With just the Superintendent, bureau chiefs and Training Academy staff looking on from an appropriate distance away, the graduates of the Maryland State Police 151st Trooper Candidate Class raised their right hands and took an oath to serve and protect the people of Maryland as they officially became state troopers.  The ceremony was held in the cafeteria area of the Maryland Police and Correctional Training Center in Sykesville, where the Maryland State Police operate their Training Academy.

Following remarks by Maryland State Police Superintendent Colonel Woodrow Jones III, Training Academy commander, Captain Brian Smith, and president of the 151st Class, Trooper Jesse O’Donald, the new troopers received their badges.  A limited number of family members for each graduate were permitted into the room only as their trooper’s name was called and he or she received their badge.

Pandemic guidelines required the 33 members of the trooper candidate class to complete months of a normally residential police training academy in quarantine.  Since May 11th, graduates were mandated to remain at the Training Academy around the clock and on weekends, except for the last two. The training, already known as one of most intense and comprehensive state police training programs in the nation, became even more challenging in mid-March as the class first underwent eight weeks of distance learning, followed by 12-14 hour days of intense training. During six months of strict discipline and a demanding schedule, the trooper candidates received instruction in criminal and traffic laws, emergency care, emergency driving, physical training, and scenario-based training that included de-escalation and conflict resolution.

“Class 151 will be remembered for many reasons, including the first class in our history to be quarantined,” Maryland State Police Superintendent Colonel Woodrow Jones III, said.  “Most significantly, they will be remembered as 33 dedicated men and women willing to begin their new law enforcement career during a time when a true commitment to being a public servant who serves with empathy, integrity and a sincere desire to help others has never been more important.  I thank each of them for their perseverance during this training and look forward to the good things they will accomplish in the counties and communities across our state where they will serve.”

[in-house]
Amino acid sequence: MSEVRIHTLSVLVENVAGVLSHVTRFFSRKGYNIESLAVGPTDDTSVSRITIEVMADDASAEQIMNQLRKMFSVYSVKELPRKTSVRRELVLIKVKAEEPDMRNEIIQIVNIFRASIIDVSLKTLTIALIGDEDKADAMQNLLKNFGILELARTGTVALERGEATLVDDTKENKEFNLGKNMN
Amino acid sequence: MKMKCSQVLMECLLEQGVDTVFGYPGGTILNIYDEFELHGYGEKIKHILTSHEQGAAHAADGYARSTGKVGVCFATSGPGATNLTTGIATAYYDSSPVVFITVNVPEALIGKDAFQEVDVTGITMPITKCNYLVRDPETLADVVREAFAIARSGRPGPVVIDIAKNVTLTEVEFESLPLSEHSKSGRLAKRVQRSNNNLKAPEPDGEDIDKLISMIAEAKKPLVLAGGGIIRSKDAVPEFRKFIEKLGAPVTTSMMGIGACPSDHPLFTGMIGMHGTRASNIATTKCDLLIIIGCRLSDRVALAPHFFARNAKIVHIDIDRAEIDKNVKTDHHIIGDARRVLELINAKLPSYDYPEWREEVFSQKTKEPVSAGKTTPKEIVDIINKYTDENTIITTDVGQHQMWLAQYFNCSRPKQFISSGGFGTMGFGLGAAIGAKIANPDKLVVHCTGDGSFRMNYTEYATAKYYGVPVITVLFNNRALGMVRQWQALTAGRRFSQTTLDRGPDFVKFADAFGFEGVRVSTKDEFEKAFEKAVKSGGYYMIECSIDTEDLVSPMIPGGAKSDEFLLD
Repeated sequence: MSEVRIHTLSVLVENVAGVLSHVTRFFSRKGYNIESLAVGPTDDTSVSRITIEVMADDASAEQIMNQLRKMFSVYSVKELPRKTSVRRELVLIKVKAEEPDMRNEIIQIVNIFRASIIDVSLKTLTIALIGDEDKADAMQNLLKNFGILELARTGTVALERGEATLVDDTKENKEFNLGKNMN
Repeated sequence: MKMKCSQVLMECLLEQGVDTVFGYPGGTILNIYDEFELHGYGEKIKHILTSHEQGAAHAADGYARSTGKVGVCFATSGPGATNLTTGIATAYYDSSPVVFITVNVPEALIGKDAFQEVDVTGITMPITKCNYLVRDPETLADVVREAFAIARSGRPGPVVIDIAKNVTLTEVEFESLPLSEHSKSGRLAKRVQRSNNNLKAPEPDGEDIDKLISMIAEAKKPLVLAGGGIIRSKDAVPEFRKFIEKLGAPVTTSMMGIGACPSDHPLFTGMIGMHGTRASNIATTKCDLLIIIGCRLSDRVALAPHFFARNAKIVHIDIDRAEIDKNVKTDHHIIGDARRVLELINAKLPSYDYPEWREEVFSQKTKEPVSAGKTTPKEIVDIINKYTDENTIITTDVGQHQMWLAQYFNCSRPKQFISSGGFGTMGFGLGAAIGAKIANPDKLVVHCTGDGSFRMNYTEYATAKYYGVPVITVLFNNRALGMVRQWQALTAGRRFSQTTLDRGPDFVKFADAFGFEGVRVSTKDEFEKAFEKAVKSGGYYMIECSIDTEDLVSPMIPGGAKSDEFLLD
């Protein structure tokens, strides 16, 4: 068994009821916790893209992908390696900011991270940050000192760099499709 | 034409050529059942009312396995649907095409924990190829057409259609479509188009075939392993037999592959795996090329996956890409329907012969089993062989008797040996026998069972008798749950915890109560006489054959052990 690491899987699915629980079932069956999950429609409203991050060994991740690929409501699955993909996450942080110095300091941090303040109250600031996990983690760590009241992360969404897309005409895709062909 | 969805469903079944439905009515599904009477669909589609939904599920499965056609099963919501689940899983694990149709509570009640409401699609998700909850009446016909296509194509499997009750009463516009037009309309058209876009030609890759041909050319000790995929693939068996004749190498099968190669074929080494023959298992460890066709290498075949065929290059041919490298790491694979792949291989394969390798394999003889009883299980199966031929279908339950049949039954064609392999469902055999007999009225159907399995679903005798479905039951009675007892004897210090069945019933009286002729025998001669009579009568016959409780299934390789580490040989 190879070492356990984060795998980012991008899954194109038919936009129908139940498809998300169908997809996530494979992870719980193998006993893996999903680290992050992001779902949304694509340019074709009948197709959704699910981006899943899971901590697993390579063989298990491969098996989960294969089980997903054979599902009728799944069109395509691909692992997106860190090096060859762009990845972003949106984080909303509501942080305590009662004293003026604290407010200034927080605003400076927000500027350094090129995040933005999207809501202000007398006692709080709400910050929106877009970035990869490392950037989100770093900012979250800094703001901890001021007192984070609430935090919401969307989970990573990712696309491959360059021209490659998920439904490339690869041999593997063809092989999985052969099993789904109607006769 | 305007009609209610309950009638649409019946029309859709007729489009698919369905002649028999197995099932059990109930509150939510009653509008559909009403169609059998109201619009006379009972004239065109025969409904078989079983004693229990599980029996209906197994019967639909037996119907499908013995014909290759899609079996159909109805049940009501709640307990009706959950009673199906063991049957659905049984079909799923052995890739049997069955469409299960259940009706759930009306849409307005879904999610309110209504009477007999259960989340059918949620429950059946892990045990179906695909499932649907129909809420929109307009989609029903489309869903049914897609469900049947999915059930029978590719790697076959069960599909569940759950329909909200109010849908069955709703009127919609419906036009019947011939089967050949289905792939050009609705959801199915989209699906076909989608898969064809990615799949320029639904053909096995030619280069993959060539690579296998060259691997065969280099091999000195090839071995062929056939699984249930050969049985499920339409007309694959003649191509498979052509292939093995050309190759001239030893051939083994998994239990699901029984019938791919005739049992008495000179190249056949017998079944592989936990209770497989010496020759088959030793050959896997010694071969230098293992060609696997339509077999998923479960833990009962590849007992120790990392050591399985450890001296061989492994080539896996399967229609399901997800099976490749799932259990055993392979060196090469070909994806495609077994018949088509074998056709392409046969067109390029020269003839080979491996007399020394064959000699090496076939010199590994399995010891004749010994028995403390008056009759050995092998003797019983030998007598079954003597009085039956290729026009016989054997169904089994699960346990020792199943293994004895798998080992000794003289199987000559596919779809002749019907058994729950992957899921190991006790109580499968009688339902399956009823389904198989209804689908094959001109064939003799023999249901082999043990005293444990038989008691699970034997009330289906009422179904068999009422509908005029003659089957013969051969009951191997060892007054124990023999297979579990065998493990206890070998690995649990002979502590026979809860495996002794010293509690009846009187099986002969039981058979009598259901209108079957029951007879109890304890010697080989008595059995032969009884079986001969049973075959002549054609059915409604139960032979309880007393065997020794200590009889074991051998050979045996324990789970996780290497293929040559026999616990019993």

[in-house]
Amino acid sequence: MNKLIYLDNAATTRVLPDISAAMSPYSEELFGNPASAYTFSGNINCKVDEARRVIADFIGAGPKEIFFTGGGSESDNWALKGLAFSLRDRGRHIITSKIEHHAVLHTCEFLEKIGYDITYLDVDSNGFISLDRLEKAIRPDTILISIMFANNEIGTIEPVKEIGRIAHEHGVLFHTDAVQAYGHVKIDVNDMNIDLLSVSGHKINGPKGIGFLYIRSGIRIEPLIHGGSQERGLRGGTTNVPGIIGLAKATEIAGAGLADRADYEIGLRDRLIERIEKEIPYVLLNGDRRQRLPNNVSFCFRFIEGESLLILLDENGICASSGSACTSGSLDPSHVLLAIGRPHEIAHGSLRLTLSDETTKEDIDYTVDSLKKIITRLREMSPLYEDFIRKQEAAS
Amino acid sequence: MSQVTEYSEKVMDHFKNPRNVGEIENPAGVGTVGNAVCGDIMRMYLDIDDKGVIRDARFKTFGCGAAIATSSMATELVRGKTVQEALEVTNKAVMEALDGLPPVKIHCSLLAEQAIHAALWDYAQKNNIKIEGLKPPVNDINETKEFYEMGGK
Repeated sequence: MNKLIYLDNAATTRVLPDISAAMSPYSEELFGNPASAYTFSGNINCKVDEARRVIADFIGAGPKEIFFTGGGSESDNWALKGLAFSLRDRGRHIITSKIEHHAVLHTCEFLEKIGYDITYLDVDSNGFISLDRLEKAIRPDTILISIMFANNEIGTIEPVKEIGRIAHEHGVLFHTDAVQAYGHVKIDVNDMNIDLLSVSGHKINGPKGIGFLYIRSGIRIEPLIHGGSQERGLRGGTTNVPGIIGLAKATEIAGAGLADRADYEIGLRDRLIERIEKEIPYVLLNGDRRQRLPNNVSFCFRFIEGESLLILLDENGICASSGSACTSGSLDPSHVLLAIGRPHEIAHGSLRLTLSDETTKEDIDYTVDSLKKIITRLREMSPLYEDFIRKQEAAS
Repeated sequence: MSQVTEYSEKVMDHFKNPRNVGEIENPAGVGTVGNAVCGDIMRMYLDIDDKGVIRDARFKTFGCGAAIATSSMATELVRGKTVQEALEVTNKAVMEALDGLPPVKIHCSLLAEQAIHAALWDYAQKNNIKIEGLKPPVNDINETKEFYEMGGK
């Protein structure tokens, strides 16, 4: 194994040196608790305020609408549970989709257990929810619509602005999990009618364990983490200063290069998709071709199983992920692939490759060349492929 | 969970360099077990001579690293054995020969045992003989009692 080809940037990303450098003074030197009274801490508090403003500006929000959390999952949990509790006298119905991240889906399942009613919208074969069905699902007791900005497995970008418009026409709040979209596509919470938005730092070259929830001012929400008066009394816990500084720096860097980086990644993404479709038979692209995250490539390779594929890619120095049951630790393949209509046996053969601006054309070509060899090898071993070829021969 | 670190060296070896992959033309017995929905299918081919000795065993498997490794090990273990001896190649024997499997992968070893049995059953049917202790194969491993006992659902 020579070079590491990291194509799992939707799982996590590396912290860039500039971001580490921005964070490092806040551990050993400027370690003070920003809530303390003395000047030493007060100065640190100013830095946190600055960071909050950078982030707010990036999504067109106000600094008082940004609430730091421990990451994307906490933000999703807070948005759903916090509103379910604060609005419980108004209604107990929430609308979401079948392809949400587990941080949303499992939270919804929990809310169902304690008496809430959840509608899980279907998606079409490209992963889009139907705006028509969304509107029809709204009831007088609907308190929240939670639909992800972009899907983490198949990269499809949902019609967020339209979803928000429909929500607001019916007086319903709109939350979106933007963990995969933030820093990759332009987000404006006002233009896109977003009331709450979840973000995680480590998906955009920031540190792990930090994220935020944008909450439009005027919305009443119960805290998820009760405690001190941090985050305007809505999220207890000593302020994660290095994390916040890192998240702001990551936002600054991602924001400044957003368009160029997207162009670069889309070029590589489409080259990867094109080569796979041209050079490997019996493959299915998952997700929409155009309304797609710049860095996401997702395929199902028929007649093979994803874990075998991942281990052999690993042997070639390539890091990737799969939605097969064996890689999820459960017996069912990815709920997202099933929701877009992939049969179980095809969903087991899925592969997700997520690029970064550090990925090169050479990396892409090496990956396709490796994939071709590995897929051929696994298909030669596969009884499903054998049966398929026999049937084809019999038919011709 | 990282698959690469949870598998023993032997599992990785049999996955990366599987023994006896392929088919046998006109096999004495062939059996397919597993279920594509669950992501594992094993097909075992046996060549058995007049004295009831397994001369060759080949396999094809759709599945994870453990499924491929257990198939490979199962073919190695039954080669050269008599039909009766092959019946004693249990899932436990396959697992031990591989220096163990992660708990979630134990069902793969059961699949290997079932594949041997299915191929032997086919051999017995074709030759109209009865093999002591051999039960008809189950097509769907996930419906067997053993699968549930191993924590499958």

Among the members of the class, eight have prior military experience, two previously worked in law enforcement or corrections and eight were Maryland State Police cadets. Eighteen of the recruits have college degrees and another 15 are enrolled in the concurrent Associate of Arts program with Frederick Community College and have been obtaining their degrees as they attend the Academy.

Following a brief period of leave, the new troopers will report to barracks across Maryland to begin eight weeks of practical instruction with field training troopers.  Upon successful completion of that training, they will be permitted to patrol alone.



Pennsylvania State Police Graduates 99 New State Troopers


On Friday, Colonel Robert Evanchick, commissioner of the Pennsylvania State Police, announced that 99 cadets graduated from the State Police Academy in Hershey and have been assigned to troops across the commonwealth. The men and women represent the 159th graduating cadet class.

In accordance with statewide measures to mitigate the spread of COVID-19, the graduation ceremony was closed to the public. Friends and family were afforded the opportunity to view the event via live streams on the Academy Facebook pageYouTube Live, and PAcast.

"The support of loved ones, even from afar, is crucial during the rigorous physical and mental training State Police cadets receive at the Academy, and it will remain vital throughout their careers as troopers," said Colonel Evanchick. "Although proud parents, siblings, spouses, and others could not attend in person, we are grateful for everything they have done to help these men and women reach the important milestone we are marking today."